General Lee Avenue in Fort Hamilton renamed for Black Vietnam War hero

ByEyewitness News WABC logo
Friday, May 20, 2022
Avenue in Brooklyn named after Robert E. Lee renamed after Black war hero
After years of controversy, a Brooklyn street named after the Confederate general was renamed after a Black Vietnam War veteran

FORT HAMILTON, Brooklyn (WABC) -- After years of controversy, Fort Hamilton has removed the name of Confederate General Robert E. Lee from an avenue on the Brooklyn Army base, replacing it with that of a Black Vietnam War hero from Crown Heights.

General Lee Avenue, located in the city's only Army base, was rechristened John Warren Avenue Friday morning.

Warren was a 22-year-old lieutenant in the Army who was killed in the Vietnam War in January 1969.

The change is the culmination of a long-standing push by local officials, accelerated by the recent removal of at least 230 Confederate symbols across the country, to get rid of Robert E. Lee's name.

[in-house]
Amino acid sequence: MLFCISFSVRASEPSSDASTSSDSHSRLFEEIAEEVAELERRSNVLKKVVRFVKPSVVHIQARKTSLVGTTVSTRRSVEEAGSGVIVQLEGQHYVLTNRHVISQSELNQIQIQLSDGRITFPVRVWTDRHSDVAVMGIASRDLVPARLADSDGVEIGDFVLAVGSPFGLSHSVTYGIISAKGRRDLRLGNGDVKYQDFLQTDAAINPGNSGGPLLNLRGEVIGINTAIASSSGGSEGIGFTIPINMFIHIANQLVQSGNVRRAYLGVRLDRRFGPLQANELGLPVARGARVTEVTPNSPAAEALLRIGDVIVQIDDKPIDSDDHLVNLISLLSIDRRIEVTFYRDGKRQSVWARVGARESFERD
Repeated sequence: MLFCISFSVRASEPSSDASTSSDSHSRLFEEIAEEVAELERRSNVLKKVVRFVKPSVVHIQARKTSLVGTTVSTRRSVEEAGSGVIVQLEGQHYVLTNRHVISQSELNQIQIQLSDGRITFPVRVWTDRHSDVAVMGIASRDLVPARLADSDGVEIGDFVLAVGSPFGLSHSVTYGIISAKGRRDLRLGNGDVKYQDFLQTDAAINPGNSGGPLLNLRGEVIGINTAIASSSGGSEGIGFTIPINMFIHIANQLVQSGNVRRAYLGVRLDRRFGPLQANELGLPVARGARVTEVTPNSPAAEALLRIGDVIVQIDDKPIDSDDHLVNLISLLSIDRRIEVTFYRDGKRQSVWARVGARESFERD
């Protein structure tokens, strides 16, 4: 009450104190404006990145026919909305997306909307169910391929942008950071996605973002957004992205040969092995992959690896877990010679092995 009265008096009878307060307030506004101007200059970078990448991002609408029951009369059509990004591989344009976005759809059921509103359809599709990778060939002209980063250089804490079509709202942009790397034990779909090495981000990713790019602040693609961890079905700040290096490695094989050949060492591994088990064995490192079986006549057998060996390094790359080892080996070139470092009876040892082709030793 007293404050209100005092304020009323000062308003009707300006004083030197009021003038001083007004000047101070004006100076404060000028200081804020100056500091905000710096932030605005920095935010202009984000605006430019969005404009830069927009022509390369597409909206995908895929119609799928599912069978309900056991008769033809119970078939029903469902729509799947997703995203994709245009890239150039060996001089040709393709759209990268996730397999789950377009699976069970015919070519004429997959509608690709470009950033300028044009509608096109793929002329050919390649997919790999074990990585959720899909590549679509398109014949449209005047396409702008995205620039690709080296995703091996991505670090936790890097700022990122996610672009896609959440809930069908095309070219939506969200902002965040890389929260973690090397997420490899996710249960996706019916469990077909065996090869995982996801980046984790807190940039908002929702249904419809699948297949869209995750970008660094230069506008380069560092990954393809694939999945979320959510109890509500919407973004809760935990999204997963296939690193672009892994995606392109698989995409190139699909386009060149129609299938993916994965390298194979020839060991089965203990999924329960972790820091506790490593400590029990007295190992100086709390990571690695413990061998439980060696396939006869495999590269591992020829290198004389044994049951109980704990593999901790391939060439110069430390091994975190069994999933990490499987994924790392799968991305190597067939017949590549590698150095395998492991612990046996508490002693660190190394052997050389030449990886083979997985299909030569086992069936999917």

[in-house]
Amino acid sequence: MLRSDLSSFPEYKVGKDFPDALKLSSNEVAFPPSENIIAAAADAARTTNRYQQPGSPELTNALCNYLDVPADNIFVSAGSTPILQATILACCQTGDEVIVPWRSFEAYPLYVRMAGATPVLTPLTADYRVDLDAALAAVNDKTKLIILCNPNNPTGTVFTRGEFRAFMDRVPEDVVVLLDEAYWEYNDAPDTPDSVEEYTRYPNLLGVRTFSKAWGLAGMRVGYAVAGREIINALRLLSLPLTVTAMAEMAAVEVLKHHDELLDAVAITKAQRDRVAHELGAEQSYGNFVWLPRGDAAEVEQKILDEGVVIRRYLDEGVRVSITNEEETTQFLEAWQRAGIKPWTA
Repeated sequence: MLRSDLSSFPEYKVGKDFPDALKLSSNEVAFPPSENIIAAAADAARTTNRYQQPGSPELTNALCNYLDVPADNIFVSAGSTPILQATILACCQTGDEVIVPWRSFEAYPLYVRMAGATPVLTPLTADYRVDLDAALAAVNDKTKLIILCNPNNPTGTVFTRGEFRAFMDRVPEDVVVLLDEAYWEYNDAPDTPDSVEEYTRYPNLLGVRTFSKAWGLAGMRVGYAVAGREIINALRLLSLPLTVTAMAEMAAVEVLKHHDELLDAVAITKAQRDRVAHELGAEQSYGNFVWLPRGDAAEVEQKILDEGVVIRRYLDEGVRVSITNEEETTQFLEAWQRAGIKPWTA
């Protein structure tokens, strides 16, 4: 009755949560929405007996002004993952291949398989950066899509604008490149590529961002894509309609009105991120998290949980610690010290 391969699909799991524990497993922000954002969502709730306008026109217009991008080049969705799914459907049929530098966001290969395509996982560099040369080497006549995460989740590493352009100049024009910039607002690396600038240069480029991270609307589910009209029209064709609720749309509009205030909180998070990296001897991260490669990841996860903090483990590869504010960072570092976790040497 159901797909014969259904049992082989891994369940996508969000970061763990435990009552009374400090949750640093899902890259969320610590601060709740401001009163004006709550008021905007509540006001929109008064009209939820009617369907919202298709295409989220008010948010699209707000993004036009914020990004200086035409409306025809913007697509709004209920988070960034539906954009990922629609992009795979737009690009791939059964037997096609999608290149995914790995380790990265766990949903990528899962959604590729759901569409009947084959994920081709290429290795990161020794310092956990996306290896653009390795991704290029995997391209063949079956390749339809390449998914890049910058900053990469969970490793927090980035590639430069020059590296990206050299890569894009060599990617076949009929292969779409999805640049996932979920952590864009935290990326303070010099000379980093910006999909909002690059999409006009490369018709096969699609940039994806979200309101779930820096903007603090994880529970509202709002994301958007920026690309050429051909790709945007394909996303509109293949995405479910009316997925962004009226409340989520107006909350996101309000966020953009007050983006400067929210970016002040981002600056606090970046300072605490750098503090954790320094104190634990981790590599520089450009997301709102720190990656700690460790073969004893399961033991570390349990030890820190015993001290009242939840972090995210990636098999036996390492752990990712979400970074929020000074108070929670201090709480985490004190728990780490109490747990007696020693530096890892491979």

The base will also rename Stonewall Jackson Drive in coming weeks, which is named after another Confederate military figure, Thomas J. "Stonewall" Jackson.

Lee was stationed at Fort Hamilton from 1841 to 1846, serving as an Army engineer.

There has been a push for years to strip the base of these Confederate names, an effort that accelerated after the killing of George Floyd in 2020. Mayor Bill de Blasio said at the time that Lee's name should be removed everywhere in the country.

The avenue now honors Warren, who was a platoon leader in Vietnam. He was killed while using his body to shield his fellow soldiers from a thrown enemy grenade.

The Brooklyn native was posthumously awarded the Medal of Honor, the nation's highest military award, for his valor.

"The names of our military assets should appropriately reflect the courage, values, and sacrifices of our diverse military men and women, and First Lt. John Warren Jr. is a great example of all that," Fort Hamilton spokesperson Connie Dillon said in a statement. "He is a local hero and he displayed the courage and values that our soldiers can emulate."

Dillon said the switch had been in the works for almost two years and had to be approved by the Army.

Warren's sister, the only surviving immediate family member, attended the renaming ceremony.

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